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This post is now 14 years old, but I still find the idea of hypothesis templates useful as an entry point into thinking about what kind of causal mechanism could underlie a pattern observed in real world data. I would like to add one more hypothesis template to the "co-occurence in space of phenomenon A and B." Such a pattern of co-occurence could also be caused by a reinforcing feedback loop, in which an increase in A leads to an increase in B, and an increase in B also leads to an increase in A.

This line of thought was inspired by reading Ogorevc et al (2020) Social feedback loop in organic food purchase decision-making at: https://www.mdpi.com/2071-1050/12/10/4174 Those researchers applied a "spatial lag model" to a large international survey dataset and documented a pattern in which the more frequently the people "close" to an individual "make a special effort to buy fruit and vegetables grown without pesticides or chemicals" then the more frequently that individual will also make such a special effort. They interpreted this pattern as resulting from a reinforcing feedback loop working as follows: as the number of individuals doing behavior X increases, the social norm favoring doing X ramps up, and as the social norm ramps up, individuals will be incentivized to do X to fit in with the group, and the number of individuals doing X will also increase. The paper discusses implications for how to structure efforts to encourage purchase of organic food and other sustainability behaviors by leveraging such social feedback loops.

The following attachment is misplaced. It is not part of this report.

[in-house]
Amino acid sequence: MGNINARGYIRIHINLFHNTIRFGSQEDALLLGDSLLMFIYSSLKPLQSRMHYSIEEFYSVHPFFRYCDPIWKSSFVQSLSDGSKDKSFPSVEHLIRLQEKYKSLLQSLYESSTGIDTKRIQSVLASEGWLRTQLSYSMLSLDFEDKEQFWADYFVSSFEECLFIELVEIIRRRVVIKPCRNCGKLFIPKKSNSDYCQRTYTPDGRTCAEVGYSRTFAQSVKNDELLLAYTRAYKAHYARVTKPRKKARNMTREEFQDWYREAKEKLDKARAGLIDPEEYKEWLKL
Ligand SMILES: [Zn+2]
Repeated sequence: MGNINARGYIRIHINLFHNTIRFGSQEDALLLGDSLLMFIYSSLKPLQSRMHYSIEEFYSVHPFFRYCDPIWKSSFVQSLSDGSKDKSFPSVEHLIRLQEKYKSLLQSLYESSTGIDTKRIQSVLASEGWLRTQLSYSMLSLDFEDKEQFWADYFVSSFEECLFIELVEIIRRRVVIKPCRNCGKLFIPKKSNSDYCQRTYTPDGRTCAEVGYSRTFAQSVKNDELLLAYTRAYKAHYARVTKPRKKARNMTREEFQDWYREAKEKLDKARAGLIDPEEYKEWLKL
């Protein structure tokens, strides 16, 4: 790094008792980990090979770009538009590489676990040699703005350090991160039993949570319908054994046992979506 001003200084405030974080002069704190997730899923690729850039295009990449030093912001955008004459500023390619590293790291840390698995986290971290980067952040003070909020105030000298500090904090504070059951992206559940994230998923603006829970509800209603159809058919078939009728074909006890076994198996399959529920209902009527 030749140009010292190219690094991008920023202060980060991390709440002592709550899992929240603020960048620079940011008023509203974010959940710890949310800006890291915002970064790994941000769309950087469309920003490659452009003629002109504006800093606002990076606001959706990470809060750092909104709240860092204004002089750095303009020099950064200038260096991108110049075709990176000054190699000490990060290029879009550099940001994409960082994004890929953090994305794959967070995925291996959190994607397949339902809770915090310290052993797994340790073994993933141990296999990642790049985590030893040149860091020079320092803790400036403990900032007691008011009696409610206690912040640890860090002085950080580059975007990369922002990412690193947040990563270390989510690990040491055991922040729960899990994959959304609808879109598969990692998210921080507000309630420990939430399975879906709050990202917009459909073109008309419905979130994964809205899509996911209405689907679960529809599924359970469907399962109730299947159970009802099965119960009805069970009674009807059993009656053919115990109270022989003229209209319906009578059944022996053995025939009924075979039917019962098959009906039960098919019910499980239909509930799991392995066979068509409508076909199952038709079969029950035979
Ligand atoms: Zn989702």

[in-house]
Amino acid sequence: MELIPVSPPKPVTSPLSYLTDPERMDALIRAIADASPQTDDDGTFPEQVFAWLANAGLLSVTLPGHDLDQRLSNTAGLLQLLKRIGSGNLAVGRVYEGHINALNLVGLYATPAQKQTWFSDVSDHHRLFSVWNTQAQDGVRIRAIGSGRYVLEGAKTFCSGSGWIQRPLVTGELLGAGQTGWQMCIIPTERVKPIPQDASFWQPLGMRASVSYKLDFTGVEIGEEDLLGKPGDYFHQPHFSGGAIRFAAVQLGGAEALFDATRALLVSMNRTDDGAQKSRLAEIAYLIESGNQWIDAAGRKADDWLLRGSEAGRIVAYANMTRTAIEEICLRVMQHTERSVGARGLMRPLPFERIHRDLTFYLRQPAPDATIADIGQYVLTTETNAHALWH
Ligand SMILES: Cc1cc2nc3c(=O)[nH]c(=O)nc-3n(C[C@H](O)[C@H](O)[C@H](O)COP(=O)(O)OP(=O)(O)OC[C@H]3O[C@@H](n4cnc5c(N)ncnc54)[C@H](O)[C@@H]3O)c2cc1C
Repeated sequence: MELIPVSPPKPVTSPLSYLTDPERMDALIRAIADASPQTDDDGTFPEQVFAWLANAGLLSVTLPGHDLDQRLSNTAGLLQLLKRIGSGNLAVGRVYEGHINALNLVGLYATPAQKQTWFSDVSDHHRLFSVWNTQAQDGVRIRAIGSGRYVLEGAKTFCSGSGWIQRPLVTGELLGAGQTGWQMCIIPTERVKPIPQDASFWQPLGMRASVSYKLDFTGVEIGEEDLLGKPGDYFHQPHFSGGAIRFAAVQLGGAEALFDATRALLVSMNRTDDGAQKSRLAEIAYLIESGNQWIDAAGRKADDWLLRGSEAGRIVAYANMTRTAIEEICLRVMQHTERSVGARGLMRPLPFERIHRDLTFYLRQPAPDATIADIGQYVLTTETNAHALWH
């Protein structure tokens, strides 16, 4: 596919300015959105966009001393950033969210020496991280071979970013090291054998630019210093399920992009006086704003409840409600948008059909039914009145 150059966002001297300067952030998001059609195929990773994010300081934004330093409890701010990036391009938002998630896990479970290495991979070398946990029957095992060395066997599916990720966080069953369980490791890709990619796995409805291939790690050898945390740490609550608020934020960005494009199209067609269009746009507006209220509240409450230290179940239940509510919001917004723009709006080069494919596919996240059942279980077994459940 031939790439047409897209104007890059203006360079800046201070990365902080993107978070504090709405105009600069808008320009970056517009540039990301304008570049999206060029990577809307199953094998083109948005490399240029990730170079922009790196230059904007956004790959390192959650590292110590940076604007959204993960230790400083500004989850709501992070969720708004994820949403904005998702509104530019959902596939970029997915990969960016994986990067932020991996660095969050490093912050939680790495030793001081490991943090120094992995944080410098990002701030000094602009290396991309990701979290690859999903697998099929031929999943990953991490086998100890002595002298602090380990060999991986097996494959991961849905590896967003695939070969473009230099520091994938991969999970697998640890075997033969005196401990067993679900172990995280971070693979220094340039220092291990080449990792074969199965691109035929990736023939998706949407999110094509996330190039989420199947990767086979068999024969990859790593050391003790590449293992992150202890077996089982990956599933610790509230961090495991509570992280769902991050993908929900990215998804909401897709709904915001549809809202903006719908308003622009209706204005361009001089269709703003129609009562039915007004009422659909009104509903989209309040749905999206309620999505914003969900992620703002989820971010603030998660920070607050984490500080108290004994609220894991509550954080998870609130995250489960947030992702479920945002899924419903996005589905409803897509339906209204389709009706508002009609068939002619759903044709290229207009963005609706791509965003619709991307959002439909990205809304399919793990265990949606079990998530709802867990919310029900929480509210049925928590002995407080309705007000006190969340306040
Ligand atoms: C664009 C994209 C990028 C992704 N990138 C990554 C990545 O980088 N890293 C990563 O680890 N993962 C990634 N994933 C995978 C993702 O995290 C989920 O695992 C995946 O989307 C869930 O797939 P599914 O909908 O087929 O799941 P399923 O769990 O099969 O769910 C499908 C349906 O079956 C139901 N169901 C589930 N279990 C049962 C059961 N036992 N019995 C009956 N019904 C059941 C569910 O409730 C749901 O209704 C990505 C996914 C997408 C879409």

Interestingly, these researchers don't use the terms "close to" and "spatial" the way most geoscientists would, to refer to physical space. Instead, they define "neighbors" as individuals who reside in the same country, and have similar age, and years of schooling. They make a "dissimilarity matrix" based on gender, age, and years of school to quantify "distance." Then they quantify how much pro-organic-food social norm an individual would be exposed to by heavily weighting the survey answers of people "close to" that individual on this dimension of social distance.

In most data-based papers I have read about feedback loops, the researchers infer the possible existence of a reinforcing loop by looking for evidence of exponential growth or decay in behavior over time rather than by looking for co-occurence in "space." This is a different strategy for seeking answers to the eternal question of "what underlying mechanism could be causing this pattern that I am seeing in the world?"